Look out, astronauts – your companion robot on the International Space Station is now mobile! NASA's Robonaut 2 has received a set of legs that will help it move around the station, and will eventually enable the bot to work on repairs both inside and outside the orbiting outpost.
NASA astronaut Steve Swanson, who commanded the station's Expedition 40 crew, helped attach the appendages to the humanoid robot in late August before returning to Earth last week. The legs will help the robot move around the space station to complete simple tasks. Later this year, after a few changes to its upper body, later this year, Robonaut 2 will use its new legs to venture outside for its first spacewalk as well.
"You can only do so much if you're fixed on a stanchion, which is what we've been on for the past couple of years," Ron Diftler, principal investigator for the Robonaut project, said in a televised interview on NASA Television. "With the addition of legs, we'll be able to go mobile." [See photos of NASA's Robonaut 2 humanoid robot]
While the upper half of Robonaut looks a lot like a human, the legs don't resemble a person's legs very much. Instead of feet, the robot has clamps that allow it to latch onto and climb up on objects. The legs are also longer than human legs — a span of 9 feet (2.7 meters) — and are more flexible, giving the robot more ways to cling to things inside or outside the station.
"In space, you don't use your human legs in the way you use them on the ground," Diftler said. "We didn't adhere to the human form because it didn't make any sense."NASA researchers did not even have legs in mind when they sent Robonaut 2 to the space station in 2011, but it was possible to add the appendages with some upgrades to the robot's wiring and computer systems."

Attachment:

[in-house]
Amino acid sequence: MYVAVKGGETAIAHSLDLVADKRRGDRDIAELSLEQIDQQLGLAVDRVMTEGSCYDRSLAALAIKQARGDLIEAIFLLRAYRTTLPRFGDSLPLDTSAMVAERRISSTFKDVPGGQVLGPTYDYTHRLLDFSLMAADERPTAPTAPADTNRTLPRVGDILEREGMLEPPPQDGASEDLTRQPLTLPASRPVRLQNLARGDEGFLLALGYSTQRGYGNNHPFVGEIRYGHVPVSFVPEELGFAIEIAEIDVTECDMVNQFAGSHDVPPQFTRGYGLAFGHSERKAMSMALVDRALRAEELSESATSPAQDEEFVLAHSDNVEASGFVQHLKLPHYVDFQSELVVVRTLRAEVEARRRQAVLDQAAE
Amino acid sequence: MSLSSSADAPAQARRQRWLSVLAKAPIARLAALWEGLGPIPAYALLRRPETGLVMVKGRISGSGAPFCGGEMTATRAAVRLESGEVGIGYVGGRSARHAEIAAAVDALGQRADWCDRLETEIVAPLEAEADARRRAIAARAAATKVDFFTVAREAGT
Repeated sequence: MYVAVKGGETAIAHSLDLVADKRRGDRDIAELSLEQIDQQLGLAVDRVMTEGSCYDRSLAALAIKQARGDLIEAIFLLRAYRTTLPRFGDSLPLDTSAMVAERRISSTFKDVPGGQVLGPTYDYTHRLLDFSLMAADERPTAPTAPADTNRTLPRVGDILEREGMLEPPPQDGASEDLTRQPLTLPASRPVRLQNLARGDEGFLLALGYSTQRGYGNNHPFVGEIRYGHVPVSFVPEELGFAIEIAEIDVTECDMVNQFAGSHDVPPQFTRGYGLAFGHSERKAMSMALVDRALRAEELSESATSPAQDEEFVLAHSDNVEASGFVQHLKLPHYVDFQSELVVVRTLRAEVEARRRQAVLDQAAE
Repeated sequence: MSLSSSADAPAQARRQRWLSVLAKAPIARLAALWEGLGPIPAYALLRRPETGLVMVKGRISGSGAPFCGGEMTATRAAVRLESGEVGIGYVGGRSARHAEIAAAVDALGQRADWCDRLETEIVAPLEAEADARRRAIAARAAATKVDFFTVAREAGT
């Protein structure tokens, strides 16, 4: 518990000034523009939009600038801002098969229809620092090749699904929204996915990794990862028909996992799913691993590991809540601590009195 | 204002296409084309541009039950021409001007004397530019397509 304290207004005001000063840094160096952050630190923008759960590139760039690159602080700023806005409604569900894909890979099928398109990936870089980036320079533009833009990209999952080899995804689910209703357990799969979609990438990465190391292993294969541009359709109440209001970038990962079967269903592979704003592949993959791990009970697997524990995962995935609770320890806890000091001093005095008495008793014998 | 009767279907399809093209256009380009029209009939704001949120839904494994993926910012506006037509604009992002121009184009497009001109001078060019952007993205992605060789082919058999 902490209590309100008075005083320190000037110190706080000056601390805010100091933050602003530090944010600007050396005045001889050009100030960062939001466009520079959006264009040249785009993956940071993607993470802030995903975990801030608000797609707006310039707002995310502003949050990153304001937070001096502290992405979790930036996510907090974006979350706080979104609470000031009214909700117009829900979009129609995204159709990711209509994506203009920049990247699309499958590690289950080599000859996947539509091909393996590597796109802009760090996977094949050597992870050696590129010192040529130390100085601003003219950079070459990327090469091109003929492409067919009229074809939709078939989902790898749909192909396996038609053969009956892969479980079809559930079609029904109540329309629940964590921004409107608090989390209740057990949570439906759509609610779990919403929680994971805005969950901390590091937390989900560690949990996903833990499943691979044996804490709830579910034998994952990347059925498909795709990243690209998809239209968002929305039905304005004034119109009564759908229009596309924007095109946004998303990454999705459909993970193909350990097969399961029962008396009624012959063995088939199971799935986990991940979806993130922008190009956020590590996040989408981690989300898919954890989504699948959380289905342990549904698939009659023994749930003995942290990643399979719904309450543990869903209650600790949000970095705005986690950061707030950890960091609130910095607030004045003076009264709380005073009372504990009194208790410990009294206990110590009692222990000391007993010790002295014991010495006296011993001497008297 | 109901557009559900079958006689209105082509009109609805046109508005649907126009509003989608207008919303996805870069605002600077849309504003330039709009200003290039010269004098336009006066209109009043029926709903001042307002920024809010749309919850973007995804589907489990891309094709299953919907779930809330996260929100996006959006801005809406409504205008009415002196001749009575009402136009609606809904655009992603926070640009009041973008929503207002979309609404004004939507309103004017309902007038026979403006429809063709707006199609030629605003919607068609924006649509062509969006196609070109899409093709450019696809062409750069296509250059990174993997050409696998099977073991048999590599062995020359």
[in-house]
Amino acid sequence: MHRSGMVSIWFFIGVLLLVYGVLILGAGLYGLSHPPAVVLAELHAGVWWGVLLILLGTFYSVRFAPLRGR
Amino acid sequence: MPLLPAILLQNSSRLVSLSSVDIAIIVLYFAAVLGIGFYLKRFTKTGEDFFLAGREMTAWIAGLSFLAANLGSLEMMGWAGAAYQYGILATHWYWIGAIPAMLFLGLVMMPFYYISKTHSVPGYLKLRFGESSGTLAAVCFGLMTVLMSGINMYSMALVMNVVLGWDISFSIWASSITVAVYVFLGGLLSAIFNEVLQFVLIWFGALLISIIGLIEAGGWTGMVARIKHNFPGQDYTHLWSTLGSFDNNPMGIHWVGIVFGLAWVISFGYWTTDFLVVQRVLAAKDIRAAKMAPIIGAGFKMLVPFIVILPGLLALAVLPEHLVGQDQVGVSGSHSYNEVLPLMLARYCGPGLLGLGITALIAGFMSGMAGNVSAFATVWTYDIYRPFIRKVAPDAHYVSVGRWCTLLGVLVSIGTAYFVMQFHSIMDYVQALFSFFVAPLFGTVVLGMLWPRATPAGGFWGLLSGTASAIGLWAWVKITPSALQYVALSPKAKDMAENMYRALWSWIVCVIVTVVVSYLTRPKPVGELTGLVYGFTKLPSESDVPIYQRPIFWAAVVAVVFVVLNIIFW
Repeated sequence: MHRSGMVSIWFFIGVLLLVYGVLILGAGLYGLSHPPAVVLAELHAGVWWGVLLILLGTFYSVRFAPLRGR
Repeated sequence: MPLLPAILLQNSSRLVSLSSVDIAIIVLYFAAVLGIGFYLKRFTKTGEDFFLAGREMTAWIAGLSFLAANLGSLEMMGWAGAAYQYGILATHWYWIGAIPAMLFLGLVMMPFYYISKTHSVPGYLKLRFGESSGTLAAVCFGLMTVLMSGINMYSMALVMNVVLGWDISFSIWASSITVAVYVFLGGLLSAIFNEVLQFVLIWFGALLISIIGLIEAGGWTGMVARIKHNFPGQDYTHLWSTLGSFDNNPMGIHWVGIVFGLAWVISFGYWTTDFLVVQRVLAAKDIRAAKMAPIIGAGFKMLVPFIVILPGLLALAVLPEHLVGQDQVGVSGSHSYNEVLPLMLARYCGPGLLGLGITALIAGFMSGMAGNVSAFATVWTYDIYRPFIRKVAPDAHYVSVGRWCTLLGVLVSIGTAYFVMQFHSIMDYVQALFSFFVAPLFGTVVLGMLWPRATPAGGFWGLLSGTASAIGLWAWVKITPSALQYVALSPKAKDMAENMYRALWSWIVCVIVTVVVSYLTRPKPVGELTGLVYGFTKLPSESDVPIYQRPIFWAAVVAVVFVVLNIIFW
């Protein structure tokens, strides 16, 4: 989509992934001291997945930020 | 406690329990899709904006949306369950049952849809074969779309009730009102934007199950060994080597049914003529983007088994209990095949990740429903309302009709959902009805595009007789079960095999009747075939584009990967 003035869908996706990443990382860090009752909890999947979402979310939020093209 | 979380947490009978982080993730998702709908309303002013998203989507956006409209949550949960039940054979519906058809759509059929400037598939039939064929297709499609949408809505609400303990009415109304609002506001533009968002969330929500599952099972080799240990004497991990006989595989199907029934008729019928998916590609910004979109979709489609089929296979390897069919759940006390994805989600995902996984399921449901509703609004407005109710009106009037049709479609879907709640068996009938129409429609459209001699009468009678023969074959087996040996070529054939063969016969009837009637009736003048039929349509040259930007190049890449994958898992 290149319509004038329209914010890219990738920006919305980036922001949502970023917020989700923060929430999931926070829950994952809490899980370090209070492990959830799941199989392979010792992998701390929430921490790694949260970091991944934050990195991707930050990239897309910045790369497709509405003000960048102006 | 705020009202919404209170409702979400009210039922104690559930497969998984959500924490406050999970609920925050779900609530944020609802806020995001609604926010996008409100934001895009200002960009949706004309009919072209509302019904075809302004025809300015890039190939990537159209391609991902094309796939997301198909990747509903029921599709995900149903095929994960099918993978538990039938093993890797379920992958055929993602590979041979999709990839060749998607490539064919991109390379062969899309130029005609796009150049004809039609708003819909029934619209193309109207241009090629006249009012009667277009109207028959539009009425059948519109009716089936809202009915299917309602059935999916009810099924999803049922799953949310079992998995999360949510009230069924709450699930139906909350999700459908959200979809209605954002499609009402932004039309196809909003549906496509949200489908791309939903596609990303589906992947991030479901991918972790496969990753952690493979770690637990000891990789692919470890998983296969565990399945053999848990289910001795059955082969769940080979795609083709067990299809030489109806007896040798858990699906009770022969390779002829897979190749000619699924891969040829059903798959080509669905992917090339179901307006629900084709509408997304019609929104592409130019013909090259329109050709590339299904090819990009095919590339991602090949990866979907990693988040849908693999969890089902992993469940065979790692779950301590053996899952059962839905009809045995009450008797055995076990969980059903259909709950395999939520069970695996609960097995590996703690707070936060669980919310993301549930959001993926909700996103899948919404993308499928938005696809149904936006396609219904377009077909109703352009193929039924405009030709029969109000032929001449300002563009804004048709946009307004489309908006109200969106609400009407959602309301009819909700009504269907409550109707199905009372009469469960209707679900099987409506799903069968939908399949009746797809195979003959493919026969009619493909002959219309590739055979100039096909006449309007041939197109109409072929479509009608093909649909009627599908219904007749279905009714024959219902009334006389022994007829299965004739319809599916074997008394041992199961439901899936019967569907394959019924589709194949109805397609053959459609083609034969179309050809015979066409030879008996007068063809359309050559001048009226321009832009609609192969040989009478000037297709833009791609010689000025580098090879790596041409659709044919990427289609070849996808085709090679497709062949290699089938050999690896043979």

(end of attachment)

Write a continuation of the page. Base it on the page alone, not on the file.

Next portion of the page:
The legs were flown to the space station aboard a cargo ship in April.Yet, even while it was fixed in place, Robonaut 2 was occasionally used by space station crews. In February 2012, RobonautIt shook hands with Expedition 30 commander Dan Burbank, and earlier this year, the bot used a "task board" to test its ability to manipulate knobs, switches and buttons. More recently, Robonaut has been put to work moving "soft goods," such as covers that provide thermal protection for space station components.
Last year, astronaut Tom Marshburn tested teleoperating Robonaut, using virtual reality gear to control the robot and have it catch a free-floating object.